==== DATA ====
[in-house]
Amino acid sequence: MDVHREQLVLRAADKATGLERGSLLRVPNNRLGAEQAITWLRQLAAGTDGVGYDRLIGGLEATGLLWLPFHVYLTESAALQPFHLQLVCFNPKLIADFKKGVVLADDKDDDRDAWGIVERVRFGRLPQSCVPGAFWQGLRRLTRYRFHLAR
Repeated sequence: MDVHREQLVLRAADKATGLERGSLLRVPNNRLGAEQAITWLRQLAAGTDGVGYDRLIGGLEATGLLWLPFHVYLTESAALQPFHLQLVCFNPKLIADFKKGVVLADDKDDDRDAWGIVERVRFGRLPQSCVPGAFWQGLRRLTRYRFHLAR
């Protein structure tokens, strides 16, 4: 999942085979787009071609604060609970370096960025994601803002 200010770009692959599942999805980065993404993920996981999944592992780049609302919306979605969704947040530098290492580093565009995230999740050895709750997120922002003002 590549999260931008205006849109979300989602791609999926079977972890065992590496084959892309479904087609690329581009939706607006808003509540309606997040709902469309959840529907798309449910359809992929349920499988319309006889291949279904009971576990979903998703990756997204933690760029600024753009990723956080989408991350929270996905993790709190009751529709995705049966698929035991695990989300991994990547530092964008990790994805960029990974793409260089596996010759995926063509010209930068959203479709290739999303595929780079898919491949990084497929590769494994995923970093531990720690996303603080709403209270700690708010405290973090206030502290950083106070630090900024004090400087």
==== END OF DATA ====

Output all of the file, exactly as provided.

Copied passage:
[in-house]
Amino acid sequence: MDVHREQLVLRAADKATGLERGSLLRVPNNRLGAEQAITWLRQLAAGTDGVGYDRLIGGLEATGLLWLPFHVYLTESAALQPFHLQLVCFNPKLIADFKKGVVLADDKDDDRDAWGIVERVRFGRLPQSCVPGAFWQGLRRLTRYRFHLAR
Repeated sequence: MDVHREQLVLRAADKATGLERGSLLRVPNNRLGAEQAITWLRQLAAGTDGVGYDRLIGGLEATGLLWLPFHVYLTESAALQPFHLQLVCFNPKLIADFKKGVVLADDKDDDRDAWGIVERVRFGRLPQSCVPGAFWQGLRRLTRYRFHLAR
């Protein structure tokens, strides 16, 4: 999942085979787009071609604060609970370096960025994601803002 200010770009692959599942999805980065993404993920996981999944592992780049609302919306979605969704947040530098290492580093565009995230999740050895709750997120922002003002 590549999260931008205006849109979300989602791609999926079977972890065992590496084959892309479904087609690329581009939706607006808003509540309606997040709902469309959840529907798309449910359809992929349920499988319309006889291949279904009971576990979903998703990756997204933690760029600024753009990723956080989408991350929270996905993790709190009751529709995705049966698929035991695990989300991994990547530092964008990790994805960029990974793409260089596996010759995926063509010209930068959203479709290739999303595929780079898919491949990084497929590769494994995923970093531990720690996303603080709403209270700690708010405290973090206030502290950083106070630090900024004090400087």